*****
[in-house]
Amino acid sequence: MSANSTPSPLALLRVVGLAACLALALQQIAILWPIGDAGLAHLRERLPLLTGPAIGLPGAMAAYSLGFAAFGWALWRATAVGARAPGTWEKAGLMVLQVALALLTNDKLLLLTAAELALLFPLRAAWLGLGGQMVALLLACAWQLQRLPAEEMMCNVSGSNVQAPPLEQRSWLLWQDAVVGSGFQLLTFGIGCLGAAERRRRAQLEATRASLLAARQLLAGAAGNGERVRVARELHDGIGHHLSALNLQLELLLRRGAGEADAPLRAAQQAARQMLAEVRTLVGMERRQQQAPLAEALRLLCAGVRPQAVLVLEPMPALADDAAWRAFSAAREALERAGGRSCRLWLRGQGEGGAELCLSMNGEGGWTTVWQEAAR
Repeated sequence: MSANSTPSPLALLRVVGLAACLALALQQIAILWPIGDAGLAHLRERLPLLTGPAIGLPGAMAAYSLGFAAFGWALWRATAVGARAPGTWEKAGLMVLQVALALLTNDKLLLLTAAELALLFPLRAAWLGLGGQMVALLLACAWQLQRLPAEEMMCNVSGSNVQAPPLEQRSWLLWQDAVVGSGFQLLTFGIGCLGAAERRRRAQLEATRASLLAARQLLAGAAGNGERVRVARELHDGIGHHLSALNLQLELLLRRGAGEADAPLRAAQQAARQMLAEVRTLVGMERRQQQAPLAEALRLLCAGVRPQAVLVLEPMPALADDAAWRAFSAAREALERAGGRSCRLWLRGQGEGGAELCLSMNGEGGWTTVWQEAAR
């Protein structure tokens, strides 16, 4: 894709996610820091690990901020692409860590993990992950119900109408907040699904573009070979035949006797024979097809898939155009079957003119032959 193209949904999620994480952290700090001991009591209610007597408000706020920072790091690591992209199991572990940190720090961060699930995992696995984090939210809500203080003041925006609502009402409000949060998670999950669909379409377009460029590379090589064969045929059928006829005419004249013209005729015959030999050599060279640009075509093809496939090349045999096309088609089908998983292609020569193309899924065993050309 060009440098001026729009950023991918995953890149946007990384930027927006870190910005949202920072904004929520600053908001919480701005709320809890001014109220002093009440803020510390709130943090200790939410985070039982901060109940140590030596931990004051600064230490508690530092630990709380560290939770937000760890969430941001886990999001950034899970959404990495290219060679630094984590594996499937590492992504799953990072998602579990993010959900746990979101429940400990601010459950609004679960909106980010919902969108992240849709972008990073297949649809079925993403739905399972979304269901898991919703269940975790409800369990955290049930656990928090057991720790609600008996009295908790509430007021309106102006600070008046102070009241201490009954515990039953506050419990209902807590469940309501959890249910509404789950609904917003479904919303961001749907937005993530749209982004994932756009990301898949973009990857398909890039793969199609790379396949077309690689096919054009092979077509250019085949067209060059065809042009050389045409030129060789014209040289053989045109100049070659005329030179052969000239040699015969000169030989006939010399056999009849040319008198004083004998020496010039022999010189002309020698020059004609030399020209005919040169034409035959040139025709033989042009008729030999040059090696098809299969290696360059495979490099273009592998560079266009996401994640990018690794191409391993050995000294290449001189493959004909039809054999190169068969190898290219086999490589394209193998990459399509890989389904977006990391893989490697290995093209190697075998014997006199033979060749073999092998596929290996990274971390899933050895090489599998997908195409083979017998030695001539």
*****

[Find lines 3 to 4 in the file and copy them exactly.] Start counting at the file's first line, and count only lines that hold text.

Repeated sequence: MSANSTPSPLALLRVVGLAACLALALQQIAILWPIGDAGLAHLRERLPLLTGPAIGLPGAMAAYSLGFAAFGWALWRATAVGARAPGTWEKAGLMVLQVALALLTNDKLLLLTAAELALLFPLRAAWLGLGGQMVALLLACAWQLQRLPAEEMMCNVSGSNVQAPPLEQRSWLLWQDAVVGSGFQLLTFGIGCLGAAERRRRAQLEATRASLLAARQLLAGAAGNGERVRVARELHDGIGHHLSALNLQLELLLRRGAGEADAPLRAAQQAARQMLAEVRTLVGMERRQQQAPLAEALRLLCAGVRPQAVLVLEPMPALADDAAWRAFSAAREALERAGGRSCRLWLRGQGEGGAELCLSMNGEGGWTTVWQEAAR
């Protein structure tokens, strides 16, 4: 894709996610820091690990901020692409860590993990992950119900109408907040699904573009070979035949006797024979097809898939155009079957003119032959 193209949904999620994480952290700090001991009591209610007597408000706020920072790091690591992209199991572990940190720090961060699930995992696995984090939210809500203080003041925006609502009402409000949060998670999950669909379409377009460029590379090589064969045929059928006829005419004249013209005729015959030999050599060279640009075509093809496939090349045999096309088609089908998983292609020569193309899924065993050309 060009440098001026729009950023991918995953890149946007990384930027927006870190910005949202920072904004929520600053908001919480701005709320809890001014109220002093009440803020510390709130943090200790939410985070039982901060109940140590030596931990004051600064230490508690530092630990709380560290939770937000760890969430941001886990999001950034899970959404990495290219060679630094984590594996499937590492992504799953990072998602579990993010959900746990979101429940400990601010459950609004679960909106980010919902969108992240849709972008990073297949649809079925993403739905399972979304269901898991919703269940975790409800369990955290049930656990928090057991720790609600008996009295908790509430007021309106102006600070008046102070009241201490009954515990039953506050419990209902807590469940309501959890249910509404789950609904917003479904919303961001749907937005993530749209982004994932756009990301898949973009990857398909890039793969199609790379396949077309690689096919054009092979077509250019085949067209060059065809042009050389045409030129060789014209040289053989045109100049070659005329030179052969000239040699015969000169030989006939010399056999009849040319008198004083004998020496010039022999010189002309020698020059004609030399020209005919040169034409035959040139025709033989042009008729030999040059090696098809299969290696360059495979490099273009592998560079266009996401994640990018690794191409391993050995000294290449001189493959004909039809054999190169068969190898290219086999490589394209193998990459399509890989389904977006990391893989490697290995093209190697075998014997006199033979060749073999092998596929290996990274971390899933050895090489599998997908195409083979017998030695001539």